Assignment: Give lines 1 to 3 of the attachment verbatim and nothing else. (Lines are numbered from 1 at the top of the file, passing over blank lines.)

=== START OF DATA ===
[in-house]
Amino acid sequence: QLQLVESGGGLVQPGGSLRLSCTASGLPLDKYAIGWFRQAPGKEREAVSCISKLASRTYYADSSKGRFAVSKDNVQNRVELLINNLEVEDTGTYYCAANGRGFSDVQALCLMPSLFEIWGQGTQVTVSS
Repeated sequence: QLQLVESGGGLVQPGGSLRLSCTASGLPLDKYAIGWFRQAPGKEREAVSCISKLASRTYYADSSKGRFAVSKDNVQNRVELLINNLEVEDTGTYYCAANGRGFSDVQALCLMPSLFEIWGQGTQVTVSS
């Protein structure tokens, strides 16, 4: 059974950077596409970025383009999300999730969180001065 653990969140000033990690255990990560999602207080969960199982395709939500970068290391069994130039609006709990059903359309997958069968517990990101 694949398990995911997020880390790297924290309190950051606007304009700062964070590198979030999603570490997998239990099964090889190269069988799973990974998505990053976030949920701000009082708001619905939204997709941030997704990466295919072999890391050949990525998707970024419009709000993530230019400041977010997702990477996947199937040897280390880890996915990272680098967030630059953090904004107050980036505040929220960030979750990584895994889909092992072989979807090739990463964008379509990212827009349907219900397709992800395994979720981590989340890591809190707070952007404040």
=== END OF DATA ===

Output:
[in-house]
Amino acid sequence: QLQLVESGGGLVQPGGSLRLSCTASGLPLDKYAIGWFRQAPGKEREAVSCISKLASRTYYADSSKGRFAVSKDNVQNRVELLINNLEVEDTGTYYCAANGRGFSDVQALCLMPSLFEIWGQGTQVTVSS
Repeated sequence: QLQLVESGGGLVQPGGSLRLSCTASGLPLDKYAIGWFRQAPGKEREAVSCISKLASRTYYADSSKGRFAVSKDNVQNRVELLINNLEVEDTGTYYCAANGRGFSDVQALCLMPSLFEIWGQGTQVTVSS